New paper released: Ten challenges for future of Pedometrics
On the 25th anniversary of their field, pedometricians stand together at the Pedometrics Conference in Wageningen. This newly released paper proposes an agenda looking ahead to the next 25 years of pedometrics.
In a recently released Geoderma paper, ISRIC – World Soil Information Senior Researcher Gerard Heuvelink joined lead author Alexandre Wadoux, based at the University of Sydney in Australia, along with seven other co-authors in putting forth the top ten challenges for the field of pedometrics.
Pedometrics, which is the application of mathematical and statistical methods to the study of the distribution and genesis of soils, was founded in 1990. It is a relatively young area of science and thus rapidly evolving. The ten challenges posed in the paper offer an agenda for a maturing field of study.
“The idea is to tell pedometricians that there is more than digital soil mapping to tackle. We have the digital tools, techniques and capacities to contribute to many aspects of soil science,” said lead author Alexandre Wadoux, a research associate at the Sydney Institute of Agriculture who earned his PhD here at ISRIC – World Soil Information and Wageningen University.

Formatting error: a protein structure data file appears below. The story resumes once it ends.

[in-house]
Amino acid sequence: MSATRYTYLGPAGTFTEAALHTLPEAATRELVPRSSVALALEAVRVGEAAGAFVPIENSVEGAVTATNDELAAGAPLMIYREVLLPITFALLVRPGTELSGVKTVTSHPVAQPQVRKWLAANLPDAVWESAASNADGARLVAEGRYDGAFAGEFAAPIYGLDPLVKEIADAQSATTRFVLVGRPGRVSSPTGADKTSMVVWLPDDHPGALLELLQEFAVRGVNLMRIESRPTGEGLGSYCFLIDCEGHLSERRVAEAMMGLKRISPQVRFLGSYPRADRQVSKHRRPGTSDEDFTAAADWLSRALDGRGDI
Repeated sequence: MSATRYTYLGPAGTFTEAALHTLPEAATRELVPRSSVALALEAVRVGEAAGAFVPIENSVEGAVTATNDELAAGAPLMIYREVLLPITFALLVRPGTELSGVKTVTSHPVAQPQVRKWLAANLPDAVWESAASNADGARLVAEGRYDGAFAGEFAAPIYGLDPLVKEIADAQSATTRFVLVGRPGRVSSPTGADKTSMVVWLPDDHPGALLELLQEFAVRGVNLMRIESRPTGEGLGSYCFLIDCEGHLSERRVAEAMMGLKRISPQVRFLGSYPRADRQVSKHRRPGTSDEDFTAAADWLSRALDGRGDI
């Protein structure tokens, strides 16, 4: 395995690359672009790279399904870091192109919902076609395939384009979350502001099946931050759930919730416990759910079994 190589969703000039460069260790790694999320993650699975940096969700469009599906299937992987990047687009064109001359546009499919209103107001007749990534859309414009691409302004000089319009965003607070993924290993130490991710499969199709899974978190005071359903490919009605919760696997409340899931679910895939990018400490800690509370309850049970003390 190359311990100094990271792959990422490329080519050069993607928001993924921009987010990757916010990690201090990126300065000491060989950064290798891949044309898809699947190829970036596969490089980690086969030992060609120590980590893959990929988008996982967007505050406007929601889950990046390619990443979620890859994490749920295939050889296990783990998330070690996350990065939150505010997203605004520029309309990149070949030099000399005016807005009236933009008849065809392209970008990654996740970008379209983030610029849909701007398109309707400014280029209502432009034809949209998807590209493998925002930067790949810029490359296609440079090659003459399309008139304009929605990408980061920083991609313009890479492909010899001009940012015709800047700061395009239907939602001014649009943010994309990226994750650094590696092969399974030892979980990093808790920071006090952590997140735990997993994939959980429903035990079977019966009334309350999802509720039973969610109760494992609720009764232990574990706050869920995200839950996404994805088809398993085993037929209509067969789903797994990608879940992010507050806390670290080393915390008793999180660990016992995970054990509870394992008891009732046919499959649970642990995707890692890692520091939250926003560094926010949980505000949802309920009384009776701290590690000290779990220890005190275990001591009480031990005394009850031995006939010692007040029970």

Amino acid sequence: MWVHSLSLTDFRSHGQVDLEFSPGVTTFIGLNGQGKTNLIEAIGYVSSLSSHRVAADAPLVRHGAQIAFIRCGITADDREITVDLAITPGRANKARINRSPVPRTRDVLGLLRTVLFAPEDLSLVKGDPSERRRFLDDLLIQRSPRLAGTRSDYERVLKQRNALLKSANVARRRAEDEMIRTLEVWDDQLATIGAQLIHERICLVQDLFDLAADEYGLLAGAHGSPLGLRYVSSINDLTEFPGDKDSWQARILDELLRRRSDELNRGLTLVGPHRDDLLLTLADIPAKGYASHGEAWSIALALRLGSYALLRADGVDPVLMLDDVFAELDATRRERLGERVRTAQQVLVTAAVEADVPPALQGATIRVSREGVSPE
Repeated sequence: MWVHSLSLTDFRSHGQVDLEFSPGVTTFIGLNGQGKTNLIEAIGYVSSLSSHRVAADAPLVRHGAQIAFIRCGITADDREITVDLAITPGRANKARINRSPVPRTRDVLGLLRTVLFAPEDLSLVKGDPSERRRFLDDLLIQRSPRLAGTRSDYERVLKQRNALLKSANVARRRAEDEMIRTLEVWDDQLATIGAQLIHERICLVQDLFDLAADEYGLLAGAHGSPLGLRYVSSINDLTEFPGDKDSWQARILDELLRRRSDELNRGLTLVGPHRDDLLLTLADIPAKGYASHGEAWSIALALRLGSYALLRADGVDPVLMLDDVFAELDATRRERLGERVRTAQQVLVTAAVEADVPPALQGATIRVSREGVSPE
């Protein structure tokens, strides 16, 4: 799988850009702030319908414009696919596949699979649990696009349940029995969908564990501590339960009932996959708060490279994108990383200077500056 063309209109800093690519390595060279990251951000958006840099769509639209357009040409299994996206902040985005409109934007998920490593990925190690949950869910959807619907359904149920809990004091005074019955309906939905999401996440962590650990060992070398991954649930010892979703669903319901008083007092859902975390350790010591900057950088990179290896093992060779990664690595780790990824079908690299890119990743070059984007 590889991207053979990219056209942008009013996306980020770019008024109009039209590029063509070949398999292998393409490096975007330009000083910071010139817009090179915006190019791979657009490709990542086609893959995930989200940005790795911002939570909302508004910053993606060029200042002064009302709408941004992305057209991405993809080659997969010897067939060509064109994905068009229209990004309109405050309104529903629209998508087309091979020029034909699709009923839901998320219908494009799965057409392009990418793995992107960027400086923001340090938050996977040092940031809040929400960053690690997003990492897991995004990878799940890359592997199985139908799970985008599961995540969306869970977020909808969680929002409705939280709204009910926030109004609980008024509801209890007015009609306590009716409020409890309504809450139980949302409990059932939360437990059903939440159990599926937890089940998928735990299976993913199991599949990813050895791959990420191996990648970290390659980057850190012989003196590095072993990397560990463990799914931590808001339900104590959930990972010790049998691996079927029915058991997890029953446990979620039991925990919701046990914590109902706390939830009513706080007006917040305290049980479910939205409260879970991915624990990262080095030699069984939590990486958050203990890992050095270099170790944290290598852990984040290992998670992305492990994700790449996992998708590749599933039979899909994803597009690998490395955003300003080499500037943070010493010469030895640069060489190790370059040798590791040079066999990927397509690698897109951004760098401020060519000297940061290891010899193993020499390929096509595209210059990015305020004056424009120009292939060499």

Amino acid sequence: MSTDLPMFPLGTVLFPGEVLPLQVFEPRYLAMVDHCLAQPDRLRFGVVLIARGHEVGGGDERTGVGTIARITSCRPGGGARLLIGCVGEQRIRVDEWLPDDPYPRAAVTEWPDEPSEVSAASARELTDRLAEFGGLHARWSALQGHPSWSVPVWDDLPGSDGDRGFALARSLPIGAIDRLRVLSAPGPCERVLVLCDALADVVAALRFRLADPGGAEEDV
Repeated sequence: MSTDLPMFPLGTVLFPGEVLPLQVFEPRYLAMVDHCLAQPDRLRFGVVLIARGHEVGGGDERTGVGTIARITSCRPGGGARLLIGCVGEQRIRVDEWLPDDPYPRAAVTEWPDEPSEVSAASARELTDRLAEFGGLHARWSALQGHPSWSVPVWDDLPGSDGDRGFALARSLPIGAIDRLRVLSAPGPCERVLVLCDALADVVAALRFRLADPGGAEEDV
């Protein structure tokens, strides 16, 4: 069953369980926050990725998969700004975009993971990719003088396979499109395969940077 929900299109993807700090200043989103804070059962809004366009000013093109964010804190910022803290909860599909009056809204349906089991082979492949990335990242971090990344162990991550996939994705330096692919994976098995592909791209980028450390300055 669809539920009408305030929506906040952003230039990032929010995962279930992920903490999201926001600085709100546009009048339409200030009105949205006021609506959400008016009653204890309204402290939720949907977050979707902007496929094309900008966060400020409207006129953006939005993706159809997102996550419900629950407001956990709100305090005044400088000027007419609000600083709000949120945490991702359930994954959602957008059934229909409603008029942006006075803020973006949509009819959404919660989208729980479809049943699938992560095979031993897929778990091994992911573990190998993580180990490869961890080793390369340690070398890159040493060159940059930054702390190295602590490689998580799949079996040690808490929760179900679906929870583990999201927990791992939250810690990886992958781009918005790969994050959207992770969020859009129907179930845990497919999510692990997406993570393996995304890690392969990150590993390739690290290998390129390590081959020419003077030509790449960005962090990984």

The big challenges put forth by the paper include:
Can we develop a quantitative and numerical global soil classification that unifies the existing systems and enables transfer between them?
In what ways can we use data-driven models to learn about pedological processes?
Can we measure soil properties more efficiently?
Can we find ways to express the uncertainty of predictions of soil properties or class allocations which are meaningful to the users of those predictions?
How can we quantify soil contributions to ecosystem services with a framework enabling both local and regional soil management?
This ambitious agenda for the future of pedometrics also calls for pedometricians to work in an interdisciplinary manner, helping scientists in diverse areas of soil science and also outside of soil science to apply the power of pedometrics into their own questions.
“While scientific development is often unpredictable and has many features of a random walk, defining ambitious goals helps to focus and guide long-term pedometrics research. With this research agenda we also reach out to other soil science disciplines, because many of the challenges need to be addressed in a joint effort,” said ISRIC’s Gerard Heuvelink, who also holds the title of special professor of pedometrics at Wageningen University.
The ten challenges listed in this new Geoderma paper were selected collaboratively through a participatory process with the pedometrics community. For some of the challenges, Wadoux pointed out that all the necessary methods and technology are available, it's just a matter of investing resources into it.
Access the paper here: https://doi.org/10.1016/j.geoderma.2021.115155